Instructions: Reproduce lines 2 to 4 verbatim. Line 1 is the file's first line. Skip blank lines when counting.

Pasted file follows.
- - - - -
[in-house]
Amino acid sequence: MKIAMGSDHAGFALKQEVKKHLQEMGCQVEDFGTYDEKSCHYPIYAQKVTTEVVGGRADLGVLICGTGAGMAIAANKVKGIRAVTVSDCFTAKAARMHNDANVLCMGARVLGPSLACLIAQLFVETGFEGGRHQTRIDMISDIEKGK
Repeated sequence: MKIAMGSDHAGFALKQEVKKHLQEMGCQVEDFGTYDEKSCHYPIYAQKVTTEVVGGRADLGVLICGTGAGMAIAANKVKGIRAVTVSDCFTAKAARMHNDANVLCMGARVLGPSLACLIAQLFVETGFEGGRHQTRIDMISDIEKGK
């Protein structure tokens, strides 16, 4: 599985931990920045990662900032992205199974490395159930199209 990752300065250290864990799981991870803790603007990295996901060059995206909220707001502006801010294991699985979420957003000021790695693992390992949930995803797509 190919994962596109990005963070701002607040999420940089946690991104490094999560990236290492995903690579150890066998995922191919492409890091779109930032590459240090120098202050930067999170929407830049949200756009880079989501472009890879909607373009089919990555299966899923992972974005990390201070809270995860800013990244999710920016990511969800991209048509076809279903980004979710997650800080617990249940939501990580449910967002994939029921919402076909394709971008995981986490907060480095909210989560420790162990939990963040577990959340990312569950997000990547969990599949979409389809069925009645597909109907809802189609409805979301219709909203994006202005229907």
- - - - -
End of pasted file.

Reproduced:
Amino acid sequence: MKIAMGSDHAGFALKQEVKKHLQEMGCQVEDFGTYDEKSCHYPIYAQKVTTEVVGGRADLGVLICGTGAGMAIAANKVKGIRAVTVSDCFTAKAARMHNDANVLCMGARVLGPSLACLIAQLFVETGFEGGRHQTRIDMISDIEKGK
Repeated sequence: MKIAMGSDHAGFALKQEVKKHLQEMGCQVEDFGTYDEKSCHYPIYAQKVTTEVVGGRADLGVLICGTGAGMAIAANKVKGIRAVTVSDCFTAKAARMHNDANVLCMGARVLGPSLACLIAQLFVETGFEGGRHQTRIDMISDIEKGK
């Protein structure tokens, strides 16, 4: 599985931990920045990662900032992205199974490395159930199209 990752300065250290864990799981991870803790603007990295996901060059995206909220707001502006801010294991699985979420957003000021790695693992390992949930995803797509 190919994962596109990005963070701002607040999420940089946690991104490094999560990236290492995903690579150890066998995922191919492409890091779109930032590459240090120098202050930067999170929407830049949200756009880079989501472009890879909607373009089919990555299966899923992972974005990390201070809270995860800013990244999710920016990511969800991209048509076809279903980004979710997650800080617990249940939501990580449910967002994939029921919402076909394709971008995981986490907060480095909210989560420790162990939990963040577990959340990312569950997000990547969990599949979409389809069925009645597909109907809802189609409805979301219709909203994006202005229907």